Guernica: Do you notice any of these issues around gender and sex playing out in the classroom when you’re teaching?

Stacey D’Erasmo: When I started teaching a lot, there were two tropes I was seeing quite often that had to do with love and sex, particularly in straight sex scenes. The tropes were numb girls and hateful boys. There would be this particular kind of numb girl scene: “I saw him in the bar that night. We stayed up too late drinking. Later, he bent me over the barstool. I felt nothing.” I would see that scene over and over again.

And then there was a parallel scene I would see over and over again, which was the hateful boy scene. It would be a male narrator and he’d be having sex with this woman, and he’d say, “Her breasts were lopsided and one of them was puckered on the side, and she yelled in my ear too loudly.”

I got really tired of reading these scenes because they both felt to me like dodges. If he bent you over the barstool, you felt something. And the hateful boy scene also felt like a way of emotionally distancing what was going on. If the male character only ever felt hatred, disgust, and revulsion, well, why did this even start in the first place?

Both of those felt to me like literarily socially acceptable ways to write about sex without actually writing into the scene. To say, “I was numb,” or, “I thought she was disgusting,” are two ways of not actually having characters be vulnerable in the scene. And I don’t mean feeling more socially acceptable feelings. I don’t mean that they should have been feeling wonderful, warm, intimate, one-on-one love. I mean there are many more emotions than that. And somehow these young writers have gotten the idea that you can skate through a scene by essentially armoring yourself with these two very, very distancing attitudes.

I started pushing back on that because it’s boring. It’s not true, and it’s boring. A lot of things happen in those moments.

writing sex

JAMA Pediatrics: "1 in 10 Americans has committed sexual violence."


(Source: exgynocraticgrrl, via brutereason)

gender violence sex statistics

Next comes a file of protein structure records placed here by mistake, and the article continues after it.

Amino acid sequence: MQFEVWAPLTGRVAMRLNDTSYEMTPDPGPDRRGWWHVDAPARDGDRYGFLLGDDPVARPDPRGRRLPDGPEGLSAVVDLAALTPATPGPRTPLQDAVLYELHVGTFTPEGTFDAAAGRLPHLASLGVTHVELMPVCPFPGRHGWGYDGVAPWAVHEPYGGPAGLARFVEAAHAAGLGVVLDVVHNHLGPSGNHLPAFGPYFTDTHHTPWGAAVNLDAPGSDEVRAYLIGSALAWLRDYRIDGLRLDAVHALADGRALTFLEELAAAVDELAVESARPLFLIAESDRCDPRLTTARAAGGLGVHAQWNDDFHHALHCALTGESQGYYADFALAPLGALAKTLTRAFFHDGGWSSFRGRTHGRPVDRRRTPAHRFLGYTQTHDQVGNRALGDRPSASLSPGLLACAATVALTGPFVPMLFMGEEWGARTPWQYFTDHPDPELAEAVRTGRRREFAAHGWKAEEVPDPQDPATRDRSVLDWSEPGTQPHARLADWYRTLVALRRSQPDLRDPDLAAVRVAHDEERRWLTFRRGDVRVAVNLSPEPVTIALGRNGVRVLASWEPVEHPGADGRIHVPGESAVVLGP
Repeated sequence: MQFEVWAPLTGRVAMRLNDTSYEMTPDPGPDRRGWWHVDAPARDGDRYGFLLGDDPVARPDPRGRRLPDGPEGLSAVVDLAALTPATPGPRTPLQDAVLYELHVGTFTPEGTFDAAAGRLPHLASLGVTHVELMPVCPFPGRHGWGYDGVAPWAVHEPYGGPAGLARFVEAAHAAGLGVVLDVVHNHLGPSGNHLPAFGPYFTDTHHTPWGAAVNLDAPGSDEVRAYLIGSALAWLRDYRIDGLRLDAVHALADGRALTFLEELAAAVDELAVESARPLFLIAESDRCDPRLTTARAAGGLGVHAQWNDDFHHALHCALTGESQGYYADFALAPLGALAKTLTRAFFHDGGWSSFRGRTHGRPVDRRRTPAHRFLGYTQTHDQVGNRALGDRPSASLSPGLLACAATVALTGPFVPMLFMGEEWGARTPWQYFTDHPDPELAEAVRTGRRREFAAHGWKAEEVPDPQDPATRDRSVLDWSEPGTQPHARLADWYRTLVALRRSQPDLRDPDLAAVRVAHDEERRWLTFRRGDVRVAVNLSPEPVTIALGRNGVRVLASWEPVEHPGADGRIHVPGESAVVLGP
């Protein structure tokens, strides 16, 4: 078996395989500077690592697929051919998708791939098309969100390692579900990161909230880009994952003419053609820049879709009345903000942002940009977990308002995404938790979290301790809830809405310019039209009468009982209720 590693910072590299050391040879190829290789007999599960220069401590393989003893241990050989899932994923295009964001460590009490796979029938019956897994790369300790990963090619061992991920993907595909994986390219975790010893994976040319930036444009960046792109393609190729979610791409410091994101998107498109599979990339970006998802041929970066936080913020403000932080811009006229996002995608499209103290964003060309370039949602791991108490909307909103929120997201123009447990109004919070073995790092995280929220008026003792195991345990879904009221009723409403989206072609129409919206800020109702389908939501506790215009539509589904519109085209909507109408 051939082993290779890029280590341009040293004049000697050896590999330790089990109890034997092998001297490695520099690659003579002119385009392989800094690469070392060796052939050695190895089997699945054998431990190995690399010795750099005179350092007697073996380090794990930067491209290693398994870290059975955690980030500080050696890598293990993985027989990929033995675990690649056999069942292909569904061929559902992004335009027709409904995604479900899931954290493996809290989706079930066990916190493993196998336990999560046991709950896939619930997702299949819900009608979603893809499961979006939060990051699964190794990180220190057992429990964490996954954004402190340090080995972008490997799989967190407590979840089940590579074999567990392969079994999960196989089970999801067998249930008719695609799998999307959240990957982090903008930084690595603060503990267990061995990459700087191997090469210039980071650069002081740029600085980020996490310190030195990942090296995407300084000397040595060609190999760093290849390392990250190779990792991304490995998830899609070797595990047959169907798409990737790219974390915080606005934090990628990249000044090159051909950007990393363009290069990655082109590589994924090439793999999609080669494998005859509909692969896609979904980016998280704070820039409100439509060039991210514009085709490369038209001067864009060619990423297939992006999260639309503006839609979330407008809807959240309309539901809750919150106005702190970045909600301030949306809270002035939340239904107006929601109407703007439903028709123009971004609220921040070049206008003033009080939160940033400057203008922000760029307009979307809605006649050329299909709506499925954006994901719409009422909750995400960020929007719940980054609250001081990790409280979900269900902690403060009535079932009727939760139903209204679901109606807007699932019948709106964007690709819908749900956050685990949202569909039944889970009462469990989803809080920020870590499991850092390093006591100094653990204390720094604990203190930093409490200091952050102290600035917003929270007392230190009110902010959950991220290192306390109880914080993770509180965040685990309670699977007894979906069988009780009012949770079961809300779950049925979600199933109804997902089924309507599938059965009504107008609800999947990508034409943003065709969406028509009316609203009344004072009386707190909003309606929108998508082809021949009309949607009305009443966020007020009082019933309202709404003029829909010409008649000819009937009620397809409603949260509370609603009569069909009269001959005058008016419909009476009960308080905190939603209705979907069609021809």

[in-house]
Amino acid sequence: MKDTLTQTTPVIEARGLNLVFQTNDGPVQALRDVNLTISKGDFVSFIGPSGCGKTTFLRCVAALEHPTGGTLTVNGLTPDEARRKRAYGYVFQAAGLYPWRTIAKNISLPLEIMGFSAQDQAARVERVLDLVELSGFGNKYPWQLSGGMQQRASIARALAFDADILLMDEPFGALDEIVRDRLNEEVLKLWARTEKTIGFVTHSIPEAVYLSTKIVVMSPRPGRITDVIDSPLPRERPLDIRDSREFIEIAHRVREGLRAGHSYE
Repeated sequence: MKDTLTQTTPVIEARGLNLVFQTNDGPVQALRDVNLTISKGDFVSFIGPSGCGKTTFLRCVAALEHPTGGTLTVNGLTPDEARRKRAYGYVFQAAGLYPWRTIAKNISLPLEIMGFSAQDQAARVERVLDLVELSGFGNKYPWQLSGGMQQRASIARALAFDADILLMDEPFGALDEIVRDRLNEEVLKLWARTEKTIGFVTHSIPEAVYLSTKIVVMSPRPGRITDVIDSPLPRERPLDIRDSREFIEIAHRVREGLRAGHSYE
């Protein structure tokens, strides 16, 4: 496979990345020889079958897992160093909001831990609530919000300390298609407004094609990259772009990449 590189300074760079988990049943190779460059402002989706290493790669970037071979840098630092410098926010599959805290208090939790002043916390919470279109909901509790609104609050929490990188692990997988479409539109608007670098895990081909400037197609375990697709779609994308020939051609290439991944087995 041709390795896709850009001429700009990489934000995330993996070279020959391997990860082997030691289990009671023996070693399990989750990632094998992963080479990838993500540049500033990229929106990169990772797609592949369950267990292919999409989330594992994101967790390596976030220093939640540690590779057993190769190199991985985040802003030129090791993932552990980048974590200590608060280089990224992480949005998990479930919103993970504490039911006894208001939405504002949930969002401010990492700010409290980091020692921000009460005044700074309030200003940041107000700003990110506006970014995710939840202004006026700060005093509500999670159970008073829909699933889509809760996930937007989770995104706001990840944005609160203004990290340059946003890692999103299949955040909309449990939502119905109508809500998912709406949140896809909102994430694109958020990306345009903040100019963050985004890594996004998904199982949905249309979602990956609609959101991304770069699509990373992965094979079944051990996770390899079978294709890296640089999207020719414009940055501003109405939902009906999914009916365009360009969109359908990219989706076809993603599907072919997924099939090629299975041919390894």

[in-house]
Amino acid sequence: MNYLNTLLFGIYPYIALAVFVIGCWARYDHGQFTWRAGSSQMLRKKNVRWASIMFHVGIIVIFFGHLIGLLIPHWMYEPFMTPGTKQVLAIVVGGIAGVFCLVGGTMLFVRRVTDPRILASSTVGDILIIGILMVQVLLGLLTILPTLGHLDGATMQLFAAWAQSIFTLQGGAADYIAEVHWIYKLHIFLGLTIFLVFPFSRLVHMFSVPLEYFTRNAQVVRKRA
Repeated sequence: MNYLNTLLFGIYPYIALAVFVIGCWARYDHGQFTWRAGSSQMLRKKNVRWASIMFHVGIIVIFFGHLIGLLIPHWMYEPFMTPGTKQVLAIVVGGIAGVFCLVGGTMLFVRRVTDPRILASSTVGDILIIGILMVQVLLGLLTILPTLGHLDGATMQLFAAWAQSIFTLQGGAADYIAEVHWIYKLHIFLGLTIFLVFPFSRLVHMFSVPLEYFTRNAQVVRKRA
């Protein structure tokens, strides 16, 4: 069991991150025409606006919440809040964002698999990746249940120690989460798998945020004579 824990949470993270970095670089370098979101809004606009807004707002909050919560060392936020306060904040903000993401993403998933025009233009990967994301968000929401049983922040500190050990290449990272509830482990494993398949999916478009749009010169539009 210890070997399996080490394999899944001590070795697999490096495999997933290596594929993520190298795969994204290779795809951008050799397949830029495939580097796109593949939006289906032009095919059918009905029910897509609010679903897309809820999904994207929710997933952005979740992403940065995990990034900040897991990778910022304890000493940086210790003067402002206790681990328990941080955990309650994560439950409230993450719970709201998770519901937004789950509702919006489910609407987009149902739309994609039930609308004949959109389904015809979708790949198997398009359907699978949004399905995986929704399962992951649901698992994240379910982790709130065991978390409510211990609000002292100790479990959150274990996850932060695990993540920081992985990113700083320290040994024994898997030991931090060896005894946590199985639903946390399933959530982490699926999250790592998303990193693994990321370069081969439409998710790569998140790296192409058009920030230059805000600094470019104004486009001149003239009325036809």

"I never wanted to get married, was never interested in it. Recently I’ve found that more women just love being single and don’t have any interest in that either. I think it is important for women to hear from other women that it is an option. It is an option to not be monogamous with one person for the rest of your life. There are huge industries built around being married and coupling off. It’s the same with women who don’t want kids. There’s not really a voice out there. For me, as someone who didn’t want to get married, I almost felt as though I was missing some chip or gene or something that makes women see a bride and then want to be a bride."

– Jane Pratt, editor of, founder of Sassy, quoted in Playboy


marriage gender dating sex

"I started writing about sex because I didn’t really think that it would be that big a deal, and once I realized that it was actually a topic most people did not view with much honesty or maturity, I felt all the more compelled to continue writing as an act of defiance, not fully understanding at the time what I was getting myself into. I anticipated criticism, but I didn’t anticipate sheer hatred or the profound impact it would have on those around me. At the naive age of 19, it never occurred to me to censor myself, because I didn’t think that there’d be people — especially at Harvard — who would treat me so callously that I’d eventually self-censor. I also believed that if I stopped writing openly, then I would be letting the haters “win.”"
- Lena Chen, “I was the Harvard harlot,” Salon


women sex gender writing

"Despite the fact that Candace did for the zipless Manhattan fuck what Woody Allen did for psychotherapy — made it okay, funny, part of the package — she is fairly square when you get right down to it. “I love the idea of casual sex because it seems kind of like modern, and you’re being cool, and you’ve got it all figured out, but I think that the reality is you have to be really secure and … ultimately it’s really not that fulfilling, is it? Actually, I’ve always felt that way.”"
- The Blonde Who Had More Fun  (via adult-mag)

sex writing culture Candace Bushnell

"In the past 30 years, ideas about what makes women “sexy” have become narrower, more rigid and more pornographic in their focus on display and performance. The pervasiveness of the porn aesthetic is especially insidious for young girls’ self-perception, as they constantly absorb the message that the modern choice comes down to either abject invisibility or duck-faced selfies across a portfolio of social-media accounts. I’m not exactly sure what I’m looking at when I see Kim Kardashian or Miley Cyrus, or their millions of adolescent imitators. But I’m pretty sure it’s not liberation."
- a fascinating NYTimes Magazine piece on porn, “Masters of Sex,” and the porn aesthetic

(Source: The New York Times)

sex porn culture writing Miley Cyrus

"In a lot of the chick lit, depicting women slightly older than me, the sexual maturity is that of a nine-year-old, maybe. The sex is just this giggly and ridiculous activity one is subjected to in order to make a man stay in your house and marry you. There’s no honest expression of female sexual desire, the kind you find even in those old cheesy feminist manuals like Our Bodies, Ourselves. We’ve gone backwards."

Zadie Smith

Pair with Smith’s 10 rules of writing

(via explore-blog)

(Source: , via explore-blog)

writing women sex